Step 1 – Before Your Flooring Arrives
Relative Humidity Must Be Correct
The Relative Humidity (RH) which is a measurement of how much moisture is present in the air. The correct RH of a room’s atmosphere, for wood flooring to be installed, falls between 45-65% with an ambient temperature between 18 to 24°C. If necessary employ a dehumidifier to maintain suitable conditions.
NOTE: Wood Floors are generally not suitable for bathrooms where there is regular running water or an accumulation of water vapour.
Wet Trades & Decorating Should Be Dry
All wet trades such as concreting, screening and plastering should be completed and the building should be thoroughly dried out. Wood is a hygroscopic material and will absorb any excessive moisture which can cause problems.
NOTE: Plaster may take several months to dry satisfactorily and concrete screeds depending on thickness may take considerably longer. As a rule of thumb drying time for cement and water based screed is one day per millimetre for the first 50 mm and unto 2.5 days for each subsequent millimetre.
IMPORTANT: As with all screeds please consult the manufacturer for precise drying times and accelerated drying with heat should be avoided as this may weaken the screed. Decorating should be completed where possible, and paint should be completely dry as this can also add moisture to the room. Any sanding should be done before the floor is laid as fine dust can permeate into the wood and can be impossible to remove without damaging the surface.
Room Temperature Must Be Just Right
Room Temperature will have an effect on relative humidity and should be stable before your flooring is delivered to site. Heating including underfloor heating should be fully tested and working for at least two weeks before the flooring is laid. Room temperature should be between 18 to 24°C.
Direct Heat Sources Must Be Insulated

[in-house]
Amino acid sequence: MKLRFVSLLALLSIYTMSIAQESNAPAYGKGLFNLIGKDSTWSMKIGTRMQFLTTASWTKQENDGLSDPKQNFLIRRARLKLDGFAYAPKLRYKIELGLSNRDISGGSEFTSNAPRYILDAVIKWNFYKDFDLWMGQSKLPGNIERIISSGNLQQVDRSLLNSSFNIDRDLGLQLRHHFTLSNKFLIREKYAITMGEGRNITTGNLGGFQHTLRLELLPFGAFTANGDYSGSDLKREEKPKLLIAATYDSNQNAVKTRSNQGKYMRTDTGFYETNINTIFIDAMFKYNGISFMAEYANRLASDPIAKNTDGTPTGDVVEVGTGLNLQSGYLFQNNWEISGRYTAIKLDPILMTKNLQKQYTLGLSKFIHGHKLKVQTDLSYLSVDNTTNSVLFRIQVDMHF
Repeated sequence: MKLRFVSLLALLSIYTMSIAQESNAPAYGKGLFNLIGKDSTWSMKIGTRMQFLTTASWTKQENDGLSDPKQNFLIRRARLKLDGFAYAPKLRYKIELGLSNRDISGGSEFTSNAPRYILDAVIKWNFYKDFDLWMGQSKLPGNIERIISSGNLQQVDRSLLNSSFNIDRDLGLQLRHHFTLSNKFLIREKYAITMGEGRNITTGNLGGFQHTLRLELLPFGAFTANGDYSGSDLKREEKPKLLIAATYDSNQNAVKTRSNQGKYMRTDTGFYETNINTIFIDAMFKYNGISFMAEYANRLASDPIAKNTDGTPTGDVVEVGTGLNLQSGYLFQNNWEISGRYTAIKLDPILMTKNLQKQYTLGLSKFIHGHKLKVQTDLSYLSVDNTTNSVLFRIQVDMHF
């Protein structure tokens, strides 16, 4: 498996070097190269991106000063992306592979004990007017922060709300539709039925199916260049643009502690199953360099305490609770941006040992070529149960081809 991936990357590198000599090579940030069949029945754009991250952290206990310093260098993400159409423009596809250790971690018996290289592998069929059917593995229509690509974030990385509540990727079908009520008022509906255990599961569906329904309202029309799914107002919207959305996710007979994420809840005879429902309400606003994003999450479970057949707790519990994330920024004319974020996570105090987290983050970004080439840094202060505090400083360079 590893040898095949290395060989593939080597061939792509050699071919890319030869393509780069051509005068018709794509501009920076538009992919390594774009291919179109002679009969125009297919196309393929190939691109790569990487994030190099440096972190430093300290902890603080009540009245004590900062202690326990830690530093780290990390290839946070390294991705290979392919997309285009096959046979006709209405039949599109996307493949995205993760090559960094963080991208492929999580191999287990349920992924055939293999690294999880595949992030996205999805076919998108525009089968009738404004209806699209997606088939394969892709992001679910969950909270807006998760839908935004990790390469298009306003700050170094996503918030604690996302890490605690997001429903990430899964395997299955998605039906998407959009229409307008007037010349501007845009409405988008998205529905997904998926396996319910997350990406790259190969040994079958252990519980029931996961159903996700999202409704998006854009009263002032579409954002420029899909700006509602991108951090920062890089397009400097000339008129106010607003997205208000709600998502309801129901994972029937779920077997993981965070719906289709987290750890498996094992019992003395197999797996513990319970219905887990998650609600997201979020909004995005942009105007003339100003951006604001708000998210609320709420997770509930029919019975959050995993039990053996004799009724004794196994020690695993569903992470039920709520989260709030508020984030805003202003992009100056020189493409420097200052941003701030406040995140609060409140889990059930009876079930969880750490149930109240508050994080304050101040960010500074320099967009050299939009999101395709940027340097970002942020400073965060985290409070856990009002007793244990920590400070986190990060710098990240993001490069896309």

Flooring must not be exposed to excess heat such as from hot water pipes below floors.
Step 2 – Preparing The Subfloor
The subfloor is key to a successful installation and will help ensure your floor performs to its very best. The subfloor is likely to be either wooden or a cement based screed.
Sweep and vacuum to remove any dust and debris, Any decorators dust should be removed as this can be very abrasive and hard if not impossible to remove from the surface of a floor without drastic sanding and resealing. Existing floor coverings should be removed, this includes carpets, underlays, parquet blocks, ceramic tiles and any adhesive residues should be removed. It is important to do this so the subfloor can be verified as stable.
Subfloors Should Be Level
The subfloor must be free from excessive undulation and flat to within 3 millimetres over 2 lineal metres across the whole floor area. This means a maximum 3 mm gap under a 2 m long straight edge, at any point across the subfloor. Failure to keep to these tolerances may result in squeaking or deflection which may produce undue stresses on the joints, cause gaps between flooring elements and with fully bonded floors may result in inadequate contact between flooring and adhesive.
Subfloors Should Be Structurally Sound
Wood Flooring should only be laid on a subfloor which is structurally sound and free from movement. To prevent movement wooden subfloors must be of load bearing strength and free from deflection under loading. Suspended wooden subfloors should typically consist of a suitable board of 22 mm thickness on joist or battens at 600 mm centres or 18 mm thickness on 400 mm centres. For other types of suspended floor please check with the manufacturer.
Moisture Content Of Wooden Subfloors
Wooden sub-floors should contain no more than 11% moisture content and must not be more than 2% higher in moisture than the Wood Flooring. When installing wood flooring at ground floor level (or below) above a ventilated cavity (e.g. floorboards suspended on joist), it is essential that a purpose made moisture barrier building paper is installed over the sub-floor before flooring can be installed. The moisture barrier must taken up the walls by 30 mm at the perimeter, and all joints overlapped by a minimum 200 mm and taped with a water proof jointing tape.
Moisture Condition Of Concrete Subfloors
Concrete slabs and sand-cement screeds must be sound, dry, free of laitance and other substances which may impair adhesion (e.g. Bitumen adhesive residues etc). Mineral based sub-floors must be less than 75% equilibrium relative humidity and less than 65% relative humidity for glue down of engineered flooring. Anhydrite screeds must be less than 0.3% actual moisture content. Sub-floors at ground level or below must contain an effective damp proof membrane to protect flooring from ground water in compliance with British Standards. If there is any doubt that the sub-floor meets the required standard for moisture or the sub-floor does not have an effective integral damp proof membrane, a suitable surface applied damp proof membrane must be installed.
Step 3 – Once Your Floor Arrives